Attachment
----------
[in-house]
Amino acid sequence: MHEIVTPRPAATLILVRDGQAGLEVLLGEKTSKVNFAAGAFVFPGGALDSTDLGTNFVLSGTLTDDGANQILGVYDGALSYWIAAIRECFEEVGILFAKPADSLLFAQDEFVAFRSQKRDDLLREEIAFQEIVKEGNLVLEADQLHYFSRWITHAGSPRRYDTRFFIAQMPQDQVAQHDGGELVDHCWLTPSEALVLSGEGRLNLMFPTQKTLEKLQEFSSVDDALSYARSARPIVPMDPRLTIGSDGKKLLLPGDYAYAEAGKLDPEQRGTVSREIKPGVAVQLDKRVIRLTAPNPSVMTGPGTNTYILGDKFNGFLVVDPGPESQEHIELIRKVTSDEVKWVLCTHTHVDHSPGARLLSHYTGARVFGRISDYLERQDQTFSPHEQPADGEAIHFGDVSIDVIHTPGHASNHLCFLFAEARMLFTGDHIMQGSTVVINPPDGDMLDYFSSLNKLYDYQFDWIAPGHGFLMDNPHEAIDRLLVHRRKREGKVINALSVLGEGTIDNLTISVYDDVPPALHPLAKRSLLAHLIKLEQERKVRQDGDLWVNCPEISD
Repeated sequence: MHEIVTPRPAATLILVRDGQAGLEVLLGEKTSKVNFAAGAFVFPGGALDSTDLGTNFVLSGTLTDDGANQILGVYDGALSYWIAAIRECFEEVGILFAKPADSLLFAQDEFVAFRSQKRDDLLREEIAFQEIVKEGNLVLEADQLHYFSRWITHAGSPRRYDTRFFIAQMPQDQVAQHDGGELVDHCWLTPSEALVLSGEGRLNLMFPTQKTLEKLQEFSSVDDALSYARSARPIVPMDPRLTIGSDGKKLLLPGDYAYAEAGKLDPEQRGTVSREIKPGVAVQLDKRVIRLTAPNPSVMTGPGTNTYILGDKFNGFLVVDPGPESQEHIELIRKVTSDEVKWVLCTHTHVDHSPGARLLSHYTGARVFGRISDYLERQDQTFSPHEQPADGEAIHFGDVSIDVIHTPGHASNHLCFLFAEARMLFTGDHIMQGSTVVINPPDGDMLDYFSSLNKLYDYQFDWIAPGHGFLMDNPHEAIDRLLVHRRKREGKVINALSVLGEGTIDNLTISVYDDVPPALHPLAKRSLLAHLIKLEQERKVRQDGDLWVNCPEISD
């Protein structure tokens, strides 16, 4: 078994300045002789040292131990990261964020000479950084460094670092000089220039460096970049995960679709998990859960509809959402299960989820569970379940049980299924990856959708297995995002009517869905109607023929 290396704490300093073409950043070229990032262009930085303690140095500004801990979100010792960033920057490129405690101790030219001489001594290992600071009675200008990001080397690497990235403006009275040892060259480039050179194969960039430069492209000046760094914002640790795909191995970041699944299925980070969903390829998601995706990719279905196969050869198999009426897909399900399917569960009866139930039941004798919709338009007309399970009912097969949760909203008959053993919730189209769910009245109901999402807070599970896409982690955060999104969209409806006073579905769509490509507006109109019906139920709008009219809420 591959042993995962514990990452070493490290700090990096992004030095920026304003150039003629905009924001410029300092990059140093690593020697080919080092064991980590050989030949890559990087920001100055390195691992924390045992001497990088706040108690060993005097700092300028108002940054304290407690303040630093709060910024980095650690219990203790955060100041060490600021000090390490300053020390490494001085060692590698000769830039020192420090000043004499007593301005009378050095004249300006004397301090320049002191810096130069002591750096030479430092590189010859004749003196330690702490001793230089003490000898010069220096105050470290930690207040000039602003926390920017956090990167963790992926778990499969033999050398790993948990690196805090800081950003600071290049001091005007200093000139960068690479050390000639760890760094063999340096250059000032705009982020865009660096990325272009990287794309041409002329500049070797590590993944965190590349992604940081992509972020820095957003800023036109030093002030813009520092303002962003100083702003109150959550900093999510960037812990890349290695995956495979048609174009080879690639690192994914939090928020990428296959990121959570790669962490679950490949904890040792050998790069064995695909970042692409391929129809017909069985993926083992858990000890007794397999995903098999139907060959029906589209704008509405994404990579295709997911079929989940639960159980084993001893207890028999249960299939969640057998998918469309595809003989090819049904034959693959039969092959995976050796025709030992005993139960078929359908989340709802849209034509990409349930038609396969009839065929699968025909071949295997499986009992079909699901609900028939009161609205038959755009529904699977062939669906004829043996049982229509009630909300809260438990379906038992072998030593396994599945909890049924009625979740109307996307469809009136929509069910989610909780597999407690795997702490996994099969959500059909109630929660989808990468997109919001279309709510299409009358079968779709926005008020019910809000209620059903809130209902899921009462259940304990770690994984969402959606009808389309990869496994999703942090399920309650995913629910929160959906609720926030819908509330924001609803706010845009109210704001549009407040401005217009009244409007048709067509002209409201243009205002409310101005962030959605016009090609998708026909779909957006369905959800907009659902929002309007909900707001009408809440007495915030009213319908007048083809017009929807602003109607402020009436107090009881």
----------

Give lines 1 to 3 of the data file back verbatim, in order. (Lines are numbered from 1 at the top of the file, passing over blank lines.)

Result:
[in-house]
Amino acid sequence: MHEIVTPRPAATLILVRDGQAGLEVLLGEKTSKVNFAAGAFVFPGGALDSTDLGTNFVLSGTLTDDGANQILGVYDGALSYWIAAIRECFEEVGILFAKPADSLLFAQDEFVAFRSQKRDDLLREEIAFQEIVKEGNLVLEADQLHYFSRWITHAGSPRRYDTRFFIAQMPQDQVAQHDGGELVDHCWLTPSEALVLSGEGRLNLMFPTQKTLEKLQEFSSVDDALSYARSARPIVPMDPRLTIGSDGKKLLLPGDYAYAEAGKLDPEQRGTVSREIKPGVAVQLDKRVIRLTAPNPSVMTGPGTNTYILGDKFNGFLVVDPGPESQEHIELIRKVTSDEVKWVLCTHTHVDHSPGARLLSHYTGARVFGRISDYLERQDQTFSPHEQPADGEAIHFGDVSIDVIHTPGHASNHLCFLFAEARMLFTGDHIMQGSTVVINPPDGDMLDYFSSLNKLYDYQFDWIAPGHGFLMDNPHEAIDRLLVHRRKREGKVINALSVLGEGTIDNLTISVYDDVPPALHPLAKRSLLAHLIKLEQERKVRQDGDLWVNCPEISD
Repeated sequence: MHEIVTPRPAATLILVRDGQAGLEVLLGEKTSKVNFAAGAFVFPGGALDSTDLGTNFVLSGTLTDDGANQILGVYDGALSYWIAAIRECFEEVGILFAKPADSLLFAQDEFVAFRSQKRDDLLREEIAFQEIVKEGNLVLEADQLHYFSRWITHAGSPRRYDTRFFIAQMPQDQVAQHDGGELVDHCWLTPSEALVLSGEGRLNLMFPTQKTLEKLQEFSSVDDALSYARSARPIVPMDPRLTIGSDGKKLLLPGDYAYAEAGKLDPEQRGTVSREIKPGVAVQLDKRVIRLTAPNPSVMTGPGTNTYILGDKFNGFLVVDPGPESQEHIELIRKVTSDEVKWVLCTHTHVDHSPGARLLSHYTGARVFGRISDYLERQDQTFSPHEQPADGEAIHFGDVSIDVIHTPGHASNHLCFLFAEARMLFTGDHIMQGSTVVINPPDGDMLDYFSSLNKLYDYQFDWIAPGHGFLMDNPHEAIDRLLVHRRKREGKVINALSVLGEGTIDNLTISVYDDVPPALHPLAKRSLLAHLIKLEQERKVRQDGDLWVNCPEISD